If you’ve ever splurged on something like a standing rib roast and then overcooked it (yes, I did that more than once!) you will begin to appreciate the way this works. It is pretty much impossible to overcook anything with sous vide cooking. There are tons of videos on YouTube, and Serious Eats has a beginner’s guide that I found very helpful.

It’s fairly straightforward. You put the machine in a large container of water, seal whatever you’re cooking in a Ziploc or “seal-a-meal” vacuum type bag, set the temperature to the ideal temp for your steak (or whatever), then set the timer (lots of charts with timing available online,) cover the pot or container, and wait. The most work for me is filling the damn pot! When the time is up, your food is at the proper temperature but be forewarned; it will not look very good. You still need to “finish,”, especially meat. You can grill as we did here, sear it in a cast iron pan, or broil it in the oven. Fish you can get away with not doing anything else. We made a Tomahawk-type steak and took some pictures – if you like your meat more well done, you just set the temperature to that. I used 125° for rare, and the internet told me to count on about an hour per inch of meat, so this took about 3 hours, completely unattended.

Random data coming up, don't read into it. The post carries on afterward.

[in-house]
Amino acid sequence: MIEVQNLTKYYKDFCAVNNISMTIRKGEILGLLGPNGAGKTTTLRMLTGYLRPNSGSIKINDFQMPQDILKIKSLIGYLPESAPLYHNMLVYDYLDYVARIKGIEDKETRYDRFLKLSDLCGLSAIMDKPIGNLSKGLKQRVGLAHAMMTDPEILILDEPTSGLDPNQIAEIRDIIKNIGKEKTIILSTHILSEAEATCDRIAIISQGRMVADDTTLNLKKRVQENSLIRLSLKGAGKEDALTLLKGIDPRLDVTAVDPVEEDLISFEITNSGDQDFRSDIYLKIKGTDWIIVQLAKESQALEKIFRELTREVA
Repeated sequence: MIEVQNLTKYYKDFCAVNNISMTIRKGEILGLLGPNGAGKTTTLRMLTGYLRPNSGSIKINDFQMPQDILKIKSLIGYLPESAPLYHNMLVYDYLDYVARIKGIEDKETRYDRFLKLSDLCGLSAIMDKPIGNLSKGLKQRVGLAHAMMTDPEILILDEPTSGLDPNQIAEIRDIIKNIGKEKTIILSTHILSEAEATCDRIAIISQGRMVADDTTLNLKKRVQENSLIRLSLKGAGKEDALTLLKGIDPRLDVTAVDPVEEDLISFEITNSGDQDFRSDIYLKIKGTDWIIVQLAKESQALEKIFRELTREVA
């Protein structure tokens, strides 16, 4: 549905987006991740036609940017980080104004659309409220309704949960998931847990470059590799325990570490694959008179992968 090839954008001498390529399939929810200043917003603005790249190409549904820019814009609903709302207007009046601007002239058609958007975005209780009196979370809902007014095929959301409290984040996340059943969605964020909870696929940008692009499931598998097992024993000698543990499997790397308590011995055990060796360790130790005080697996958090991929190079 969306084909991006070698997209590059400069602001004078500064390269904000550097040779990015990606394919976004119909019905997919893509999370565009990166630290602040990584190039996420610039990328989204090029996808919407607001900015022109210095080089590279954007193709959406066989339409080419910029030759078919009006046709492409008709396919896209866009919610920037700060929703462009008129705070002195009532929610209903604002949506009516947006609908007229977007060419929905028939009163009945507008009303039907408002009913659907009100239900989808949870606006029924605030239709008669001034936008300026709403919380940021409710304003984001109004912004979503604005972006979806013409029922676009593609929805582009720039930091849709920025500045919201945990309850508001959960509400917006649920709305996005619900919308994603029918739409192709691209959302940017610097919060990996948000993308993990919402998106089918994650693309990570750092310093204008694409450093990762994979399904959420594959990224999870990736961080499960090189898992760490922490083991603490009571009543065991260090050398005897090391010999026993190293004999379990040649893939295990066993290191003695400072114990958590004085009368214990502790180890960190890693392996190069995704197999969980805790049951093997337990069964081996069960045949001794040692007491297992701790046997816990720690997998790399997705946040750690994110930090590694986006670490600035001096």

Personal News